In preeclampsia, the placenta grows slowly along its minor axis

Eero Kajantie, Kent L. Thornburg, Johan G. Eriksson, Clive Osmond, David J.P. Barker

Research output: Contribution to journalArticlepeer-review

76 Scopus citations


A small placental surface area at birth is associated with an increased risk of hypertension in the offspring in later life. Preeclampsia is associated with impaired implantation and with increased blood pressure in the offspring. We hypothesized that preeclampsia would be associated with a small placental surface area. We studied placental size in 6410 deliveries at the Helsinki University Central Hospital during 1934-44. 284 of the pregnancies were complicated by preeclampsia. 1855 were complicated by hypertension without proteinuria. The area of the placental surface was estimated from two diameters that were routinely recorded, a maximal diameter and a lesser one at right angles to it. Compared to normotensive pregnancies, the placentas from pregnancies complicated by preeclampsia had a reduced surface area and the surface was more oval. The thickness, however, was increased. When the two diameters were analyzed together, preeclampsia was not associated with the length of the maximal diameter, but was strongly associated with a short lesser diameter (p<0.0001). This was a graded relation: the shorter the lesser diameter, the greater the risk for, and severity of, preeclampsia. Placentas from pregnancies complicated by hypertension without proteinuria had a reduced surface area, with short lesser and maximal diameters. Processes that underlie preeclampsia may be closely related to the amount of placental tissue on the minor axis of the placenta. We postulated that placental growth is polarized from the time of implantation, so that growth along the major and minor axes is qualitatively different.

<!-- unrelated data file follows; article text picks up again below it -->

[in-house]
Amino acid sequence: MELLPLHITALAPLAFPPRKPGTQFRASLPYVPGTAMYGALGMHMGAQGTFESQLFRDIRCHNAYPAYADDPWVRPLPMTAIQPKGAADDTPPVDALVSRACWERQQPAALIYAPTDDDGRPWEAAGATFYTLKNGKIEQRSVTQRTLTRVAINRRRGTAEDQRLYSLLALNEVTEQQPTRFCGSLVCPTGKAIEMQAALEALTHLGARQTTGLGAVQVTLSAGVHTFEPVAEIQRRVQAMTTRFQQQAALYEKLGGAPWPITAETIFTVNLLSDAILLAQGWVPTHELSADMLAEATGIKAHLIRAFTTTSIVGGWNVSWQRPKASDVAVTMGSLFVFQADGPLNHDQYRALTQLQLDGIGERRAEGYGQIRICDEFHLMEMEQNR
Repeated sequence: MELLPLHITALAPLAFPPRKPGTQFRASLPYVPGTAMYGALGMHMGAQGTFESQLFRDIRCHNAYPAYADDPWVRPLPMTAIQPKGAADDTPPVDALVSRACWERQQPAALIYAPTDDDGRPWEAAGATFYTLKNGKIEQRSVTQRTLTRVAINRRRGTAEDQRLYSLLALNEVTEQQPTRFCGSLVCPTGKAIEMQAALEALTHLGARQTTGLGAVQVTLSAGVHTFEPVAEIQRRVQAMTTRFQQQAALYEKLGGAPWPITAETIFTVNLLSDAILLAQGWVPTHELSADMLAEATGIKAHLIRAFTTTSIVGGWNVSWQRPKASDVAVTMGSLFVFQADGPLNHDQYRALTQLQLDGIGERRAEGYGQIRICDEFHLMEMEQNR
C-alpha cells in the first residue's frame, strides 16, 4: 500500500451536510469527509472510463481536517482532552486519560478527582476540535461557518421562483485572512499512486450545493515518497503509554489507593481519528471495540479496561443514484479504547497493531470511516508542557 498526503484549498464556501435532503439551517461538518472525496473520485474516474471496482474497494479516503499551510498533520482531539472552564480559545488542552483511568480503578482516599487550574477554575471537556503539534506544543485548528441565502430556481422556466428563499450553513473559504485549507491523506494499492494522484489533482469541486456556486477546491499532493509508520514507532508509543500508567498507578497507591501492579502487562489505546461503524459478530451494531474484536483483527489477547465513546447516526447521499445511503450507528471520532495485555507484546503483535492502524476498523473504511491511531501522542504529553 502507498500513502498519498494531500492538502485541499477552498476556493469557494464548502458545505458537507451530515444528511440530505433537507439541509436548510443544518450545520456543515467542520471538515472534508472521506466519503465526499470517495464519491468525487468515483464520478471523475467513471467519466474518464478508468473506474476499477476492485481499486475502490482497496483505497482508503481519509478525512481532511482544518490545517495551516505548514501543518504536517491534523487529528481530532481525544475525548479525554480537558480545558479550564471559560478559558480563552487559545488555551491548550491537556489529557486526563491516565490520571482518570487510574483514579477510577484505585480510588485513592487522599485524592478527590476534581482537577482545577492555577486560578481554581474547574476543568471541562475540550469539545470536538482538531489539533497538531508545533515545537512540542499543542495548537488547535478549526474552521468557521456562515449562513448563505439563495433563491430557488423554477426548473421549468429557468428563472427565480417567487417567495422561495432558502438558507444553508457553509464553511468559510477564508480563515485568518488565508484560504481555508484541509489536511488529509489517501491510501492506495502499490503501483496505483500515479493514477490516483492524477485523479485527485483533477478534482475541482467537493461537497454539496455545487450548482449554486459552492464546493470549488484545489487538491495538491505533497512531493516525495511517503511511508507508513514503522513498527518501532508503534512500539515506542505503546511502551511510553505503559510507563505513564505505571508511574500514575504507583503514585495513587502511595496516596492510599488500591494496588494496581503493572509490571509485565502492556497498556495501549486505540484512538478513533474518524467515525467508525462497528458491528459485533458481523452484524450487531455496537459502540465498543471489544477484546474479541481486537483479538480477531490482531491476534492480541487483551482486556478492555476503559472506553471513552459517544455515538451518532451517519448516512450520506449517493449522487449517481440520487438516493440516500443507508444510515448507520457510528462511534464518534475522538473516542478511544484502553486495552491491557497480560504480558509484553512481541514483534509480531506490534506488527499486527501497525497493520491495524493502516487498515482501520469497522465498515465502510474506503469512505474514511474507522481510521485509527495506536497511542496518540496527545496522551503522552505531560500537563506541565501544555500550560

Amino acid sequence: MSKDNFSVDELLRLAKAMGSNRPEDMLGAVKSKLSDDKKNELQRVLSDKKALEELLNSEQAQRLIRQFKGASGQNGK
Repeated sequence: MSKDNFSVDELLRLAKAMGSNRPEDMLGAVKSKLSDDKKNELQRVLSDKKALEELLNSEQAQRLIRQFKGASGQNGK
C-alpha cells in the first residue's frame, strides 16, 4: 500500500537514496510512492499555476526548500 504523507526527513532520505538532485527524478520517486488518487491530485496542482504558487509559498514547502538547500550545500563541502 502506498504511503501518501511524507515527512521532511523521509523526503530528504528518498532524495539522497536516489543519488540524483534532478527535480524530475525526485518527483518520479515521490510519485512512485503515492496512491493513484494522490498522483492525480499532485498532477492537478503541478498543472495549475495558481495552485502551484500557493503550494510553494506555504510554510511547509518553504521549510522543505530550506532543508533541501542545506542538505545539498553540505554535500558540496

Original languageEnglish (US)
Pages (from-to)469-473
Number of pages5
JournalInternational Journal of Developmental Biology
Issue number2-3
StatePublished - 2010
Externally publishedYes


  • Placental surface
  • Preeclampsia
  • Pregnancy hypertension

ASJC Scopus subject areas

  • Embryology
  • Developmental Biology


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